NAIROBI — People in Sudan are living in fear of further violence after a brutal military crackdown shattered peace talks this week.
A government blackout on almost all internet and phone services has made getting information out of Sudan difficult, but Sudanese people in the diaspora told BuzzFeed News their relatives were going as far as sleeping under their beds, worried that state security forces could break into their homes at night.
The deadliest week the country has seen since protesters took to the streets last December has resulted in more than 100 deaths and 600 injuries, a representative of the UK-based Sudan Doctors Union — which is linked to the protesters — told BuzzFeed News in an email. The representative added that at least 120 people are missing.
The number is much higher than the count given by the Sudanese health ministry, still controlled by the military, which said Thursday that 61 people had died. It also far exceeds the estimated 70 protesters Human Rights Watch said had been killed in protests between December and April.
Things had been relatively calm in Sudan in the weeks since President Omar al-Bashir was forced from power and arrested by the military in April, following months of mass protests. That began a period of uneasy talks between the military and demonstrators, who demanded a long period of transition before new elections.
But violence exploded Monday when state security services opened fire on unarmed protesters holding a sit-in outside military headquarters in Khartoum Monday. At least 35 people were killed and hundreds more injured, according to the Central Sudan Doctors’ Committee, a medical organization affiliated with protesters. Several witnesses said that the paramilitary troops were seen chasing people into hospitals and attacking them there too. Further violence followed.
Hala al-Karib, regional director for the Strategic Initiative for the Horn of Africa, told BuzzFeed News from Kampala, Uganda, that the organization has heard reports of men and women being raped “systematically” throughout the week.
Waad Babikir, a 20-year-old student at the University of Khartoum but currently living in Qatar, had also heard about reports of rape, and told BuzzFeed News via WhatsApp that in the first few days of the military crackdown, “they were literally treating people like prey.”
Babikir’s family made her move to Qatar in April, just before Bashir was arrested, in order to stay safe.
The internet shutdown, which the government enforced on Monday, was reminiscent of the social media blackout issued on Dec. 20, 2018, shortly after protesters took to the streets over a failed economy and cashless ATMs. This has made it nearly impossible for Sudanese people in the country to communicate with their loved ones in the diaspora. Several sources that BuzzFeed News has been in regular communication with for months have been unable to take calls or return messages this week.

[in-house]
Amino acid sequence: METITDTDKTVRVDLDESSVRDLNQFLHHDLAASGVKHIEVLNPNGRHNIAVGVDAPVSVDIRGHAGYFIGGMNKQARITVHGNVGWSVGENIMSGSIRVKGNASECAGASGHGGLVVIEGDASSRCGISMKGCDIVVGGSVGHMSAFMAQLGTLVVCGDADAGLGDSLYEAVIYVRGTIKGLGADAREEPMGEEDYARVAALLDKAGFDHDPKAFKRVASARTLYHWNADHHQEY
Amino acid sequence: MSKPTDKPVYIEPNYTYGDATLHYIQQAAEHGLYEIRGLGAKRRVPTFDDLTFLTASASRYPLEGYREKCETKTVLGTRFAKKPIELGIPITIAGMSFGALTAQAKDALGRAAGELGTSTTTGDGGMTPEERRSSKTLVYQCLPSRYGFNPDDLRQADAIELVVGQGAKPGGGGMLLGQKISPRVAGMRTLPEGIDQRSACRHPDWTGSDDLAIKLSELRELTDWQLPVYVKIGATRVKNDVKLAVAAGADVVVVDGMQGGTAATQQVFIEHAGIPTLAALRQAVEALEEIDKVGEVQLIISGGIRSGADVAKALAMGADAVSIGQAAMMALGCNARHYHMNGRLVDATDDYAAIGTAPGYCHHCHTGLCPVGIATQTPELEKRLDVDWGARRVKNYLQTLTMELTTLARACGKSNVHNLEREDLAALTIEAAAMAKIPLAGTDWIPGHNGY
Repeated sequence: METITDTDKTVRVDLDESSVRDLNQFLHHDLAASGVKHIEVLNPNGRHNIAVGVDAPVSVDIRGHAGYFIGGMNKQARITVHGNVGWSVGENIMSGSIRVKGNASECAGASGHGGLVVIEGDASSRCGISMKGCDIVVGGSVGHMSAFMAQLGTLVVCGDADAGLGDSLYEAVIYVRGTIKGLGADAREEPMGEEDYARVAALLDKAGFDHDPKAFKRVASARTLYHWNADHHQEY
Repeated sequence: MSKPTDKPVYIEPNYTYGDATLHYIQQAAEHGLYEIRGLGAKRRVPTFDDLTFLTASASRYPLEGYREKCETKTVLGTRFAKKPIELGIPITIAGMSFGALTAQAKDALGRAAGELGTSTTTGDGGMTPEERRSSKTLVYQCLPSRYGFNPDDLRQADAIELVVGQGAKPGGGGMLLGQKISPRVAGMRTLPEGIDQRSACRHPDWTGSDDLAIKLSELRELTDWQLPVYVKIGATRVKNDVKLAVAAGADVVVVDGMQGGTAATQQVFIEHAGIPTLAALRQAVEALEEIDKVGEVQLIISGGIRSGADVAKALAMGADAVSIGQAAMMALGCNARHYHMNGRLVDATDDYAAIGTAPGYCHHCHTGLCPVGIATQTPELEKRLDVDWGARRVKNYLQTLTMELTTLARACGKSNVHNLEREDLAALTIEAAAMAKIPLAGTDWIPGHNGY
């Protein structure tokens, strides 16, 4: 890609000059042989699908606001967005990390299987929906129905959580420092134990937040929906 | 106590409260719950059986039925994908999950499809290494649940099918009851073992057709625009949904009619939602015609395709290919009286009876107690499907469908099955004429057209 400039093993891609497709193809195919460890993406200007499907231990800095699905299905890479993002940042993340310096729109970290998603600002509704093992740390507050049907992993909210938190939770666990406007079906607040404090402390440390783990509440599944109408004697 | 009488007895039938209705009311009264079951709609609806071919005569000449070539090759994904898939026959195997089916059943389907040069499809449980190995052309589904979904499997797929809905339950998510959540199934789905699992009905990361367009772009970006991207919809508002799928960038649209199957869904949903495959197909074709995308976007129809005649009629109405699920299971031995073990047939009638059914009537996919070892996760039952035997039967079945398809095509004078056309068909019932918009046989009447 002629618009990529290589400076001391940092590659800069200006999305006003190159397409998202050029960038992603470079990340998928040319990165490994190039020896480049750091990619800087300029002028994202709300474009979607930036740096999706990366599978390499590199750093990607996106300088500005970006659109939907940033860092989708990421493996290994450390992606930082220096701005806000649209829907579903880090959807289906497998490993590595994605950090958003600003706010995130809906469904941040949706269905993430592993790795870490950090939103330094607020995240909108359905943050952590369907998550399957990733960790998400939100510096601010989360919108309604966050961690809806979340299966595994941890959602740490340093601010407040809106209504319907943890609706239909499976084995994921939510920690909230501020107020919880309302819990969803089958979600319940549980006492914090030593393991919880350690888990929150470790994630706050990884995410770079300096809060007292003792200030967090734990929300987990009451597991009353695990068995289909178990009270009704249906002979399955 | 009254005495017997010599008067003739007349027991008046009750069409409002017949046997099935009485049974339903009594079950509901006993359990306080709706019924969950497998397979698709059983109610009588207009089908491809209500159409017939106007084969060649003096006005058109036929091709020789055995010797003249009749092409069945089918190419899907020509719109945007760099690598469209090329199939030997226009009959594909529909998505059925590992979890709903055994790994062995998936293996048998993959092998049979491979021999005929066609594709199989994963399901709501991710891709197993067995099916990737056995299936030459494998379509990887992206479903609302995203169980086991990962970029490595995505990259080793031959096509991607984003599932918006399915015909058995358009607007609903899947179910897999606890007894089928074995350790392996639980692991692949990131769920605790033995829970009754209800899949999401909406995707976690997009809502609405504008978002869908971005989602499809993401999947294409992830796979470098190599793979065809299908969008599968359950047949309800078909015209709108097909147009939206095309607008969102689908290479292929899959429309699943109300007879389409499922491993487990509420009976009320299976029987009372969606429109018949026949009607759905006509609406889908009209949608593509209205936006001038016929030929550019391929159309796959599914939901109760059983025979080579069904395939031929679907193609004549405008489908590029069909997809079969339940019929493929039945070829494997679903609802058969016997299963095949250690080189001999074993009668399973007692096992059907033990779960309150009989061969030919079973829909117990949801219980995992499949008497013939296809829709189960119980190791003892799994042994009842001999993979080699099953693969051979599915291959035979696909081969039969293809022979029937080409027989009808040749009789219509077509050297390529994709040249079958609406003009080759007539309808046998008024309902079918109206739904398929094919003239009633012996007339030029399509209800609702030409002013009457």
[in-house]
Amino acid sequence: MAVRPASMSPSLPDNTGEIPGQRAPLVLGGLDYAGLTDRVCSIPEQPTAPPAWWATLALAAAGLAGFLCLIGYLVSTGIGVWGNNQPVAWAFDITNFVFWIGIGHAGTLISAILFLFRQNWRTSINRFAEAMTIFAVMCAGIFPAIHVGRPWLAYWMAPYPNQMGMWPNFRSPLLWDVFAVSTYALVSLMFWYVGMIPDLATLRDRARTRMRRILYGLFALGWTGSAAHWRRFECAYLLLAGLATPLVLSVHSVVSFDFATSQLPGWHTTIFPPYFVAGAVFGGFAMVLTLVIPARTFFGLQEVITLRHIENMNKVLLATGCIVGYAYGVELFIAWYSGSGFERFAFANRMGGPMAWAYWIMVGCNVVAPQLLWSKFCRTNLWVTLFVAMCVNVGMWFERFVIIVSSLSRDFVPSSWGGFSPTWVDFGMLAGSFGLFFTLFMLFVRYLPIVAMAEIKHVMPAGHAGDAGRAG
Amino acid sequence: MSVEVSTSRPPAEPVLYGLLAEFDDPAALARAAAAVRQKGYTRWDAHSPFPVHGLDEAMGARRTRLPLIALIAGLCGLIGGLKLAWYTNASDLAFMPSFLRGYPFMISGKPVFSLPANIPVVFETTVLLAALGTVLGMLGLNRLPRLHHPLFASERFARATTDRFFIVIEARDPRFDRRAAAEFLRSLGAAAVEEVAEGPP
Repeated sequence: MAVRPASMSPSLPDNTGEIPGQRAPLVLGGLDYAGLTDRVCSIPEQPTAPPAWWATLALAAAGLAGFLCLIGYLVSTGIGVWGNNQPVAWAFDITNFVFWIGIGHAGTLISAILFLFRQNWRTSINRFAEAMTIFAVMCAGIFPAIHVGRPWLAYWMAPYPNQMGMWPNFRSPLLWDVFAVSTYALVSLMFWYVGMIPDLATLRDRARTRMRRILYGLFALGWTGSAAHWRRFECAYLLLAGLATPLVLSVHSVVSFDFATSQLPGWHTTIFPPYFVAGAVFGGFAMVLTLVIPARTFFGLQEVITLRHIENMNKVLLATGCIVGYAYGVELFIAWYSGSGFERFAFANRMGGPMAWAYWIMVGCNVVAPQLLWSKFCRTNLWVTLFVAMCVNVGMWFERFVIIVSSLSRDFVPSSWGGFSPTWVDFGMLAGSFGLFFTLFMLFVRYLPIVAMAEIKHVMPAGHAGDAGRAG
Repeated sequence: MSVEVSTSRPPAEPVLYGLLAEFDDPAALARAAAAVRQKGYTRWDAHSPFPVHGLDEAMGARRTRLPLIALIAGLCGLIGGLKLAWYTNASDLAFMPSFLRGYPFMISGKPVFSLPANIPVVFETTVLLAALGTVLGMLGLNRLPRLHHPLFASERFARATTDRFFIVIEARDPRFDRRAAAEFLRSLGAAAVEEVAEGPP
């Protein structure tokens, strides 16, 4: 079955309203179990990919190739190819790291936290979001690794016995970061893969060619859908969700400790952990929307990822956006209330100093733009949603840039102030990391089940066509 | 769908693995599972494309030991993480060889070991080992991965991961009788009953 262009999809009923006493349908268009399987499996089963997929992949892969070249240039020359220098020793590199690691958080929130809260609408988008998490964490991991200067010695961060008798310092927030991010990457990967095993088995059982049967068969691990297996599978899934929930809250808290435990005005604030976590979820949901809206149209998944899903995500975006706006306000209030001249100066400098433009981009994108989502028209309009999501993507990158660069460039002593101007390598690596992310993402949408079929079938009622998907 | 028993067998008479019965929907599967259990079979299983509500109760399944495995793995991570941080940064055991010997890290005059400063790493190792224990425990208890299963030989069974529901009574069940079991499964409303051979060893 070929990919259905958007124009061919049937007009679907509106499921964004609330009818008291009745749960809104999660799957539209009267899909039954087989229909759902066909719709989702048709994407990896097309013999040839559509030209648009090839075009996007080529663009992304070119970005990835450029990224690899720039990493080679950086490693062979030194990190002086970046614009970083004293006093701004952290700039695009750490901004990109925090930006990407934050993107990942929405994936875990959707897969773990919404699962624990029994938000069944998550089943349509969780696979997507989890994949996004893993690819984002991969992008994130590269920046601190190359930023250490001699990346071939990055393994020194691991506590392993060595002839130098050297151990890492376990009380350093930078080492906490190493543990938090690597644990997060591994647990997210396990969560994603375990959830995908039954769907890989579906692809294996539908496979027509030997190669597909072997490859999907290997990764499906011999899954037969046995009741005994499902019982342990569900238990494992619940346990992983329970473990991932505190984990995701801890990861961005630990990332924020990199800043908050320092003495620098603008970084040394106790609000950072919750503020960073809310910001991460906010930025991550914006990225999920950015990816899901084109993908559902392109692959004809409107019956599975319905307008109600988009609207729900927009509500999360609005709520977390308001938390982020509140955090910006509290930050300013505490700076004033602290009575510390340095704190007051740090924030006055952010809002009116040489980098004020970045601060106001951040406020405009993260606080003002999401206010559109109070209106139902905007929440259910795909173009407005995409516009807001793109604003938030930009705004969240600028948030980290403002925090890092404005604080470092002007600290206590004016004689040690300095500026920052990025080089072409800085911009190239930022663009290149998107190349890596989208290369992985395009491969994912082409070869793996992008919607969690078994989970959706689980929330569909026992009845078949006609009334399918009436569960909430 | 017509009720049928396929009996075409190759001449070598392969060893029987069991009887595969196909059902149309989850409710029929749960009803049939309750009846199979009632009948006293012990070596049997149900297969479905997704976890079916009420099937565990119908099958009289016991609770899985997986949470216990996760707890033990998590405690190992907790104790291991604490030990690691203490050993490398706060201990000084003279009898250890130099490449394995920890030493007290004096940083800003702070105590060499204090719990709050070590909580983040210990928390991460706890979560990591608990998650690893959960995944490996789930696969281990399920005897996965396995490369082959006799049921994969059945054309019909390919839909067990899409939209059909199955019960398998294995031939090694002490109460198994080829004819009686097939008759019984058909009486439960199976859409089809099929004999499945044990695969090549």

Miada Akasha, a teacher currently living in Saudi Arabia, told BuzzFeed News via WhatsApp that her cousin, who is currently in Sudan, messaged her saying that people were camping out near TV stations in order to use some of their Wi-Fi and connect with their families to let them know they’re safe.
Akasha, 29, added that according to her cousin, some people had also started sleeping underneath their beds in case state security forces broke into their homes, and were sneaking around the city “like thieves” just to buy basic goods from nearby supermarkets.
On Thursday, the UN started relocating staff who were based in Khartoum amid the increasing security concerns, while the African Union announced it had suspended Sudan’s membership “until the effective establishment of a Civilian-led Transitional Authority, as the only way to allow the Sudan to exit from the current crisis.”
The US State Department announced on Tuesday that the undersecretary of state for political affairs, David Hale, had spoken with a defense minister from Saudi Arabia to condemn the violence in Sudan, emphasizing the importance of supporting a peaceful transition to civilian-led rule. Some State Department officials have said that Saudi Arabia, along with Egypt and the United Arab Emirates, are supporting the Sudanese military.
The same day, Amnesty International Secretary General Kumi Naidoo condemned the “horrific and barbaric” behavior of the state security forces in a statement, adding that the “senseless killing of protestors must be stopped immediately, and those responsible for the bloodbath, including at command level, must be held fully accountable for their dreadful actions.”